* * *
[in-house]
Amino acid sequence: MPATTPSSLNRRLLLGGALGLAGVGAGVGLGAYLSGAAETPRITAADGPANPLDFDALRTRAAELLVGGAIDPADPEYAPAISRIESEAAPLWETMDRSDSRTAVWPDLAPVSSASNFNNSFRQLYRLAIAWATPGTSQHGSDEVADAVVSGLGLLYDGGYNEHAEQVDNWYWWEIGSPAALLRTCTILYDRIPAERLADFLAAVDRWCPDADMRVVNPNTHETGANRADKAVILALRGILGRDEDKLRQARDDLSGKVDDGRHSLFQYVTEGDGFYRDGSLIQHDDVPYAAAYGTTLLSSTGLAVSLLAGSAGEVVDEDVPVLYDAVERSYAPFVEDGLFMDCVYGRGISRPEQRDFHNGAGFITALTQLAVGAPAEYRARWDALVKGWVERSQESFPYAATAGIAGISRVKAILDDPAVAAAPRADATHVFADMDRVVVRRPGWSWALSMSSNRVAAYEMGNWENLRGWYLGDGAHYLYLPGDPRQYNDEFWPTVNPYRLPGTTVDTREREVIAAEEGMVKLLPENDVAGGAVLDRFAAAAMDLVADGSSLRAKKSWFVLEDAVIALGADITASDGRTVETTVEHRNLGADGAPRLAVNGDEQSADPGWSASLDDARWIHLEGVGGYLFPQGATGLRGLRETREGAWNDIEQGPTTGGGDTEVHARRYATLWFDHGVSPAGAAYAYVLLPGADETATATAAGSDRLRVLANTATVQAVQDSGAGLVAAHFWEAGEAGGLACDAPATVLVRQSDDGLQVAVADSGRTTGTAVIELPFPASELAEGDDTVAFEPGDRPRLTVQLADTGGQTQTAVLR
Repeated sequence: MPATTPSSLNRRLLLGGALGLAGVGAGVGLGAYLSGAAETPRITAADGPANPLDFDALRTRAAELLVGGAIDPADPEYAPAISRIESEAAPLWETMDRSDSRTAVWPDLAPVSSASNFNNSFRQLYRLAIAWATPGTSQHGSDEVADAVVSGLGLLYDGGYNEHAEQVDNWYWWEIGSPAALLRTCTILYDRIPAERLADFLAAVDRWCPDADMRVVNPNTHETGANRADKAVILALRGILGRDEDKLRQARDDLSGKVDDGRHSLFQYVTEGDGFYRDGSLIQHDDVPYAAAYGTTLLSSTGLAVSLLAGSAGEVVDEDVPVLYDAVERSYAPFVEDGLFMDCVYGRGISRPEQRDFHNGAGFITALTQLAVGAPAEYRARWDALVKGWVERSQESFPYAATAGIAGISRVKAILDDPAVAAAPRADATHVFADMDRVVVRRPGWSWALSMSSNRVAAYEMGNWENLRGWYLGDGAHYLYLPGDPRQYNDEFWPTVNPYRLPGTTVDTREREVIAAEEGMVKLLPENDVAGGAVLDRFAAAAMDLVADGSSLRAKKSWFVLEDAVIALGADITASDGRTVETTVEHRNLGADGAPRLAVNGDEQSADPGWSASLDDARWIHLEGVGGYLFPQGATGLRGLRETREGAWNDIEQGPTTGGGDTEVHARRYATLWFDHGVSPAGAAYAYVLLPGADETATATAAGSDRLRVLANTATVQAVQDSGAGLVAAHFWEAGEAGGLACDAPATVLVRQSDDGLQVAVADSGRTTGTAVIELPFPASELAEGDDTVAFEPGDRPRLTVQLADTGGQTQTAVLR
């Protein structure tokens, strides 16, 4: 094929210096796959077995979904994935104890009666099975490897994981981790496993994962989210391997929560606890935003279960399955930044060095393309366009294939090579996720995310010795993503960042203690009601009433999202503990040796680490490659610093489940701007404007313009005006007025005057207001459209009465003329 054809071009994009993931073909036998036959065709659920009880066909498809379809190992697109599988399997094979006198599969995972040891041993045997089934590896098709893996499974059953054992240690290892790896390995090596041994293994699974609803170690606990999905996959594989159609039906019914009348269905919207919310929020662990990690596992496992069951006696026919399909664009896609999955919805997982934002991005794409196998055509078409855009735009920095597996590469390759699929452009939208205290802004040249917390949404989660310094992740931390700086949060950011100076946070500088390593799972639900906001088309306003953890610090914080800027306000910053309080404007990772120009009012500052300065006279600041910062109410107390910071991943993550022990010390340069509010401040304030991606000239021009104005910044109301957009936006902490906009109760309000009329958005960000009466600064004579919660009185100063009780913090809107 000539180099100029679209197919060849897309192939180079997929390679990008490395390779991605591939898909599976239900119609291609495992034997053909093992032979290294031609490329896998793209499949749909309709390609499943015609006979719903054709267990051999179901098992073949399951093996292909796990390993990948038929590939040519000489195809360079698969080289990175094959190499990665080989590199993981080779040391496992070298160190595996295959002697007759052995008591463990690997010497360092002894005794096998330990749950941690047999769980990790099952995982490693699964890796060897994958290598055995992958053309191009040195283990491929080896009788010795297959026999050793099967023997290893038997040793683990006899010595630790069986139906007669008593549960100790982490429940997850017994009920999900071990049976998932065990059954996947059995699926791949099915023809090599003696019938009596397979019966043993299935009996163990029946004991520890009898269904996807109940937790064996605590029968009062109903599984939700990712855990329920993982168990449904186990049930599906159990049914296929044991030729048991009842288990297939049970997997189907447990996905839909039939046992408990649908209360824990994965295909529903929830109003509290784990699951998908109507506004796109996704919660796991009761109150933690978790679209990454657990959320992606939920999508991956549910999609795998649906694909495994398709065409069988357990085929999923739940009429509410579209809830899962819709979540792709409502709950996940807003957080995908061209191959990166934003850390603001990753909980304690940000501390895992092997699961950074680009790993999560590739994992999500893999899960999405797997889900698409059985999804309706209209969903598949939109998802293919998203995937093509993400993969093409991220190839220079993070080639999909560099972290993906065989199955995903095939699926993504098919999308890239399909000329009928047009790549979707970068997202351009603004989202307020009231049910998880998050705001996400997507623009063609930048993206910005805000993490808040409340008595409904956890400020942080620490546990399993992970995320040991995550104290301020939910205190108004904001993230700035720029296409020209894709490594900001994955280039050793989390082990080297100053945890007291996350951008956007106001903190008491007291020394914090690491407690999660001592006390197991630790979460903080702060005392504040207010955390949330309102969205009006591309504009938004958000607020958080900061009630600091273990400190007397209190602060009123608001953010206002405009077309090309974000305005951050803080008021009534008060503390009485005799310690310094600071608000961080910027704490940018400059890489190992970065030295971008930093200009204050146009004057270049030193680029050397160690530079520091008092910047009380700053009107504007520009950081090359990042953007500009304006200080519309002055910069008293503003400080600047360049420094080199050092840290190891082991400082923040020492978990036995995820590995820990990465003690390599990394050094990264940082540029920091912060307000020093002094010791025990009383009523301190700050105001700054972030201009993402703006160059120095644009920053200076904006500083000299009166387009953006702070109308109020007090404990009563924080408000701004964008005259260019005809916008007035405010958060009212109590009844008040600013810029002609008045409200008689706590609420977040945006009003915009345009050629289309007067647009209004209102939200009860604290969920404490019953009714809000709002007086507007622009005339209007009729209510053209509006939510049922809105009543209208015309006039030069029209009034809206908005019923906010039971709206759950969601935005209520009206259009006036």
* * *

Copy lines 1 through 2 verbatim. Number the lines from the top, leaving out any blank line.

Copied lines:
[in-house]
Amino acid sequence: MPATTPSSLNRRLLLGGALGLAGVGAGVGLGAYLSGAAETPRITAADGPANPLDFDALRTRAAELLVGGAIDPADPEYAPAISRIESEAAPLWETMDRSDSRTAVWPDLAPVSSASNFNNSFRQLYRLAIAWATPGTSQHGSDEVADAVVSGLGLLYDGGYNEHAEQVDNWYWWEIGSPAALLRTCTILYDRIPAERLADFLAAVDRWCPDADMRVVNPNTHETGANRADKAVILALRGILGRDEDKLRQARDDLSGKVDDGRHSLFQYVTEGDGFYRDGSLIQHDDVPYAAAYGTTLLSSTGLAVSLLAGSAGEVVDEDVPVLYDAVERSYAPFVEDGLFMDCVYGRGISRPEQRDFHNGAGFITALTQLAVGAPAEYRARWDALVKGWVERSQESFPYAATAGIAGISRVKAILDDPAVAAAPRADATHVFADMDRVVVRRPGWSWALSMSSNRVAAYEMGNWENLRGWYLGDGAHYLYLPGDPRQYNDEFWPTVNPYRLPGTTVDTREREVIAAEEGMVKLLPENDVAGGAVLDRFAAAAMDLVADGSSLRAKKSWFVLEDAVIALGADITASDGRTVETTVEHRNLGADGAPRLAVNGDEQSADPGWSASLDDARWIHLEGVGGYLFPQGATGLRGLRETREGAWNDIEQGPTTGGGDTEVHARRYATLWFDHGVSPAGAAYAYVLLPGADETATATAAGSDRLRVLANTATVQAVQDSGAGLVAAHFWEAGEAGGLACDAPATVLVRQSDDGLQVAVADSGRTTGTAVIELPFPASELAEGDDTVAFEPGDRPRLTVQLADTGGQTQTAVLR